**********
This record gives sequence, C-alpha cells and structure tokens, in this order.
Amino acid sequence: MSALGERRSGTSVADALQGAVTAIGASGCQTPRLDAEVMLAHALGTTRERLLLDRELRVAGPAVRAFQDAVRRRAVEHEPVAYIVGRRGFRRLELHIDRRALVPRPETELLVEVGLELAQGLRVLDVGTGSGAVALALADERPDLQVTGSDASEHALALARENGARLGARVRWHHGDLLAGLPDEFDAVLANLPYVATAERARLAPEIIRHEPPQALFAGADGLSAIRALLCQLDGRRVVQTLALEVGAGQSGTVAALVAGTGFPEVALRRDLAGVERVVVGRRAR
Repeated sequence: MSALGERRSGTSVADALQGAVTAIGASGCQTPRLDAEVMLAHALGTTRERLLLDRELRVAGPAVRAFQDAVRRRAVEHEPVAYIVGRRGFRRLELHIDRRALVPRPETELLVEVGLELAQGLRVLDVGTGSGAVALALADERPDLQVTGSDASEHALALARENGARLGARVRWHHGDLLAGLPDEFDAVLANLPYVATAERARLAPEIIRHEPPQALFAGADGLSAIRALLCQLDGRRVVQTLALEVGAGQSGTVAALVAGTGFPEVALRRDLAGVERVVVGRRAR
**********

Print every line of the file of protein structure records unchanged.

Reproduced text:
This record gives sequence, C-alpha cells and structure tokens, in this order.
Amino acid sequence: MSALGERRSGTSVADALQGAVTAIGASGCQTPRLDAEVMLAHALGTTRERLLLDRELRVAGPAVRAFQDAVRRRAVEHEPVAYIVGRRGFRRLELHIDRRALVPRPETELLVEVGLELAQGLRVLDVGTGSGAVALALADERPDLQVTGSDASEHALALARENGARLGARVRWHHGDLLAGLPDEFDAVLANLPYVATAERARLAPEIIRHEPPQALFAGADGLSAIRALLCQLDGRRVVQTLALEVGAGQSGTVAALVAGTGFPEVALRRDLAGVERVVVGRRAR
Repeated sequence: MSALGERRSGTSVADALQGAVTAIGASGCQTPRLDAEVMLAHALGTTRERLLLDRELRVAGPAVRAFQDAVRRRAVEHEPVAYIVGRRGFRRLELHIDRRALVPRPETELLVEVGLELAQGLRVLDVGTGSGAVALALADERPDLQVTGSDASEHALALARENGARLGARVRWHHGDLLAGLPDEFDAVLANLPYVATAERARLAPEIIRHEPPQALFAGADGLSAIRALLCQLDGRRVVQTLALEVGAGQSGTVAALVAGTGFPEVALRRDLAGVERVVVGRRAR